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70 Whole genome CRISPR-Cas9 screens in a cancer cell line panel co-cultured with antigen-specific cytotoxic CD8 T cells are a powerful engine for immuno-oncology drug target discovery
  1. Serge Gueroussov,
  2. Chengyin Min,
  3. Alan Huang,
  4. Samuel Meier,
  5. Jessica Finkler,
  6. Lei Ji,
  7. Ashley Choi,
  8. Tenzing Khendu,
  9. Disha Subramanya,
  10. Shangtao Liu,
  11. Binzhang Shen,
  12. Teng Teng,
  13. Xuewen Pan and
  14. Yi Yu
  1. Tango Therapeutics, Cambridge, MA, USA


Background Cytotoxic T lymphocytes (CTLs) are a key driver of the anti-tumor immune response. Understanding the molecular mechanisms mediating this process can reveal therapeutic targets whose pharmacological inhibition can increase responses to immunotherapy. In recent years, forward genetic screens with CRISPR-Cas9 have been successfully applied to study the interaction between tumor cells and CTLs in vitro. Here, we extend this approach to a broad panel of human cancer cell lines and define methods for prioritization and validation of immuno-oncology therapeutic targets.

Methods A panel of seven HLA-A*02 cancer cell lines were prioritized to span multiple cancer lineages. Tumor cells were infected with a whole-genome CRISPR-Cas9 library and co-cultured with primary human CD8+ T cells expressing the NYESO1 HLA-A*02-restricted T cell receptor. Next-generation sequencing and statistical analysis were used to define the top genes that affected tumor cell killing by CTLs. We validated the top hits from the screen in vitro and developed an adoptive cell transfer model to validate the sensitizing effects in vivo.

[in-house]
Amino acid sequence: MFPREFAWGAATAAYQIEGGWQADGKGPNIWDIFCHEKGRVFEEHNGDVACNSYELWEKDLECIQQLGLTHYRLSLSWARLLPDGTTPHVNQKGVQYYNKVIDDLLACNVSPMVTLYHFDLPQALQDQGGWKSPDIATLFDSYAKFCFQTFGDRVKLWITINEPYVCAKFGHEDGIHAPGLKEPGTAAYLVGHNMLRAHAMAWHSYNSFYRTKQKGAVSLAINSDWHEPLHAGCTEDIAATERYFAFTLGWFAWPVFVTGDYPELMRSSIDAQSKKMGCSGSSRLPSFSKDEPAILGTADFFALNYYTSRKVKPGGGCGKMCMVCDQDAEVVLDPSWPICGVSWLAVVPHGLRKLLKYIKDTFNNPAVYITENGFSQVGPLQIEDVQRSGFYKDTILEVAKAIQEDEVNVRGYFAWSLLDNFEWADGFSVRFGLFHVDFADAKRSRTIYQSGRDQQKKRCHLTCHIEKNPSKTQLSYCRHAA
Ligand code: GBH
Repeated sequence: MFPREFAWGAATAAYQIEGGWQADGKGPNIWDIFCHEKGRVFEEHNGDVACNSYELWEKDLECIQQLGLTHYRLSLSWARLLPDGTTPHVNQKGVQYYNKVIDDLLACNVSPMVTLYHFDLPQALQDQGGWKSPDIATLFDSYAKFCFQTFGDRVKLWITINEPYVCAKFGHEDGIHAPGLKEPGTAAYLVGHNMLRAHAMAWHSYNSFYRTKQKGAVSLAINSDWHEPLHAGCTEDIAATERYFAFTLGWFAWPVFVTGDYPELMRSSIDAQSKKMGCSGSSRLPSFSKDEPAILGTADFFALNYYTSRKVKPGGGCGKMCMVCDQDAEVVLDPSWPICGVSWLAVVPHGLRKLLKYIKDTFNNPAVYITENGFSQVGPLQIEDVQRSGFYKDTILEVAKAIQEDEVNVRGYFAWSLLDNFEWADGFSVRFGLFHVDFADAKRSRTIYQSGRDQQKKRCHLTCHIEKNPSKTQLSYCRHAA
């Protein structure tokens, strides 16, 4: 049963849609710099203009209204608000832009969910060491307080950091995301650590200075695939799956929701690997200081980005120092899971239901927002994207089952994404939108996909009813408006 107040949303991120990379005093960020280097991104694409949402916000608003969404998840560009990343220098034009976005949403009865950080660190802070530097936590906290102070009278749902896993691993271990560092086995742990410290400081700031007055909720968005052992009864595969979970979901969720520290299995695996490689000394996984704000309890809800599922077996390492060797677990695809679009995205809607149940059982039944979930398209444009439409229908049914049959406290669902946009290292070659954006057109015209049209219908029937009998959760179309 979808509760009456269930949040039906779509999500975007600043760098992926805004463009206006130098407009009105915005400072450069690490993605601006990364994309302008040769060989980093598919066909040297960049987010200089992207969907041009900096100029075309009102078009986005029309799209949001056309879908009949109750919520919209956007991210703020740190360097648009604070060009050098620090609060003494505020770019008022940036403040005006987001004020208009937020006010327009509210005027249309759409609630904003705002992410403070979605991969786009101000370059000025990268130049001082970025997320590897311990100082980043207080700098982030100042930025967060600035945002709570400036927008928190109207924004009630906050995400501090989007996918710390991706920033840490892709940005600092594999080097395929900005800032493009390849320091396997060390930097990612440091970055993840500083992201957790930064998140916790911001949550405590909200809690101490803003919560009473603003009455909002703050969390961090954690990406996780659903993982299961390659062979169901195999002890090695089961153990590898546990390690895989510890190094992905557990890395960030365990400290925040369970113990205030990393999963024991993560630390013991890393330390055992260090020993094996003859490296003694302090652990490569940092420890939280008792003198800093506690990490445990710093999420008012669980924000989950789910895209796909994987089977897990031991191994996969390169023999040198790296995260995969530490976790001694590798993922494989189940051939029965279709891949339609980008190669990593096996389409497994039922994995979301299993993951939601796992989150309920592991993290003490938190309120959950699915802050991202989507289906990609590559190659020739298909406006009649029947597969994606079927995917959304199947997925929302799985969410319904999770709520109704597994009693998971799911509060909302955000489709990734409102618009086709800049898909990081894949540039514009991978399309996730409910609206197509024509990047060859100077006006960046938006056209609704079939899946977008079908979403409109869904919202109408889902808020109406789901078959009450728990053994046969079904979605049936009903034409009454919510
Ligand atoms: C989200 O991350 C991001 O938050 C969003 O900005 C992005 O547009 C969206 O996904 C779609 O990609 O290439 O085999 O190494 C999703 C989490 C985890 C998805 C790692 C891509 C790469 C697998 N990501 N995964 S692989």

Results Comparison of screen hits uncovered both known and novel pathways that sensitize tumor cell lines to CTL killing, including surface checkpoint molecules, epigenetic regulators, genes that control cytokine response, autophagy, post-transcriptional regulation, and cell surface glycosylation. We prioritized genes for validation based on effect size, druggability, and TCGA correlation between target expression and an immune-deficient tumor microenvironment. We showcase our approach using the known immune regulator, PTPN2. PTPN2 knockout in tumor cells sensitized them to CTL-mediated killing in co-culture assay in vitro and adoptive cell transfer model in vivo.

Conclusions Our cancer cell and T cell co-culture CRISPR screening platform revealed multiple known as well as novel genes to comprehensively characterize the mechanisms regulating tumor cell killing by CTLs, providing a rich resource of therapeutic targets to advance into drug discovery.

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